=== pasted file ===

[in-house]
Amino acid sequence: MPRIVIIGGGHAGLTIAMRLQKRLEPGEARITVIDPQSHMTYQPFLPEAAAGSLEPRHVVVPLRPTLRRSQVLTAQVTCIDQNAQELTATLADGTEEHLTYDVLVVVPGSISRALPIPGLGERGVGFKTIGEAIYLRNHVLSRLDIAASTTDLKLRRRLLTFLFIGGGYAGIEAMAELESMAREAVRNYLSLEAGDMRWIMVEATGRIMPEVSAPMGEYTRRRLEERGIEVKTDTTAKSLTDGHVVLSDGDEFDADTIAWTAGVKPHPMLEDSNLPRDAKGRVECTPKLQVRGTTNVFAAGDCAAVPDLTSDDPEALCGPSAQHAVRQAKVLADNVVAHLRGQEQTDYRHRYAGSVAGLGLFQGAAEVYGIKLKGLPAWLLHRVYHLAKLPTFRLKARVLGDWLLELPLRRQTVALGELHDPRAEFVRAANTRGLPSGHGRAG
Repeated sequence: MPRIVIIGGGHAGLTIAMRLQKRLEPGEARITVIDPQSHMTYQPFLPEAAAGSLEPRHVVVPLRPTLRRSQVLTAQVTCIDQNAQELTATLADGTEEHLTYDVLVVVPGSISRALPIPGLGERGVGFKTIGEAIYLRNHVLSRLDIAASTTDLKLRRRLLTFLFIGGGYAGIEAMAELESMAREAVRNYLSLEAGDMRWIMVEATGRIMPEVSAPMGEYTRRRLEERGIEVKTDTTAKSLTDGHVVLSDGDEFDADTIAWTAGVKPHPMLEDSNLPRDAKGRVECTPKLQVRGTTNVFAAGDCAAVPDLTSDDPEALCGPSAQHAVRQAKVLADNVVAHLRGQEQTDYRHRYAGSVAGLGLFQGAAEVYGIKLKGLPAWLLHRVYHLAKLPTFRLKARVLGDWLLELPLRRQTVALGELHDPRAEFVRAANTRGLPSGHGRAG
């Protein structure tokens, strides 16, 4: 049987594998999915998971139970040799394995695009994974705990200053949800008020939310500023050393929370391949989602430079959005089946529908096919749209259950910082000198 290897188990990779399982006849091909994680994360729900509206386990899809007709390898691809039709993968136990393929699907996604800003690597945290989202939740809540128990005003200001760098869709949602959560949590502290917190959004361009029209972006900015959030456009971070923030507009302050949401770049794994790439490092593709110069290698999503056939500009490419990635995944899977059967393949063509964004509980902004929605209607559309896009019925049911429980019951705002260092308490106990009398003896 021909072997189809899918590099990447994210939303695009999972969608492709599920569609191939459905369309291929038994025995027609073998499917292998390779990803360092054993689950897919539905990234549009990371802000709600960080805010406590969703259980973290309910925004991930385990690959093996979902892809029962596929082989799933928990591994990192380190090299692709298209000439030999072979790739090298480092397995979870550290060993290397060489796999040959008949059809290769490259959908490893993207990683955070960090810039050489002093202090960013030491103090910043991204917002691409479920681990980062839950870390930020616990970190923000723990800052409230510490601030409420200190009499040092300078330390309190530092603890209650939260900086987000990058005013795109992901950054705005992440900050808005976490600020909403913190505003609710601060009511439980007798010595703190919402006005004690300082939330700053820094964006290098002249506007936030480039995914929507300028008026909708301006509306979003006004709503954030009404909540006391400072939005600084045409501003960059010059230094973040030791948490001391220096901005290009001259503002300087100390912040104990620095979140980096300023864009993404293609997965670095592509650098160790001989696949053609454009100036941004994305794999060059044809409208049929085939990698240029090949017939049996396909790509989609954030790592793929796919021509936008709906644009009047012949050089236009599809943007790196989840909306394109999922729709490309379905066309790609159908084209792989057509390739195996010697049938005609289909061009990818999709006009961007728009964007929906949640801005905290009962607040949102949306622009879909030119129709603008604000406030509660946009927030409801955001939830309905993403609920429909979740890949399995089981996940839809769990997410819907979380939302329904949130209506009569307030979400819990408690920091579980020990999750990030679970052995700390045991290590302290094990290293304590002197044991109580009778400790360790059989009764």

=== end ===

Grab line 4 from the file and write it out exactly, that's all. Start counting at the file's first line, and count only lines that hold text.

């Protein structure tokens, strides 16, 4: 049987594998999915998971139970040799394995695009994974705990200053949800008020939310500023050393929370391949989602430079959005089946529908096919749209259950910082000198 290897188990990779399982006849091909994680994360729900509206386990899809007709390898691809039709993968136990393929699907996604800003690597945290989202939740809540128990005003200001760098869709949602959560949590502290917190959004361009029209972006900015959030456009971070923030507009302050949401770049794994790439490092593709110069290698999503056939500009490419990635995944899977059967393949063509964004509980902004929605209607559309896009019925049911429980019951705002260092308490106990009398003896 021909072997189809899918590099990447994210939303695009999972969608492709599920569609191939459905369309291929038994025995027609073998499917292998390779990803360092054993689950897919539905990234549009990371802000709600960080805010406590969703259980973290309910925004991930385990690959093996979902892809029962596929082989799933928990591994990192380190090299692709298209000439030999072979790739090298480092397995979870550290060993290397060489796999040959008949059809290769490259959908490893993207990683955070960090810039050489002093202090960013030491103090910043991204917002691409479920681990980062839950870390930020616990970190923000723990800052409230510490601030409420200190009499040092300078330390309190530092603890209650939260900086987000990058005013795109992901950054705005992440900050808005976490600020909403913190505003609710601060009511439980007798010595703190919402006005004690300082939330700053820094964006290098002249506007936030480039995914929507300028008026909708301006509306979003006004709503954030009404909540006391400072939005600084045409501003960059010059230094973040030791948490001391220096901005290009001259503002300087100390912040104990620095979140980096300023864009993404293609997965670095592509650098160790001989696949053609454009100036941004994305794999060059044809409208049929085939990698240029090949017939049996396909790509989609954030790592793929796919021509936008709906644009009047012949050089236009599809943007790196989840909306394109999922729709490309379905066309790609159908084209792989057509390739195996010697049938005609289909061009990818999709006009961007728009964007929906949640801005905290009962607040949102949306622009879909030119129709603008604000406030509660946009927030409801955001939830309905993403609920429909979740890949399995089981996940839809769990997410819907979380939302329904949130209506009569307030979400819990408690920091579980020990999750990030679970052995700390045991290590302290094990290293304590002197044991109580009778400790360790059989009764």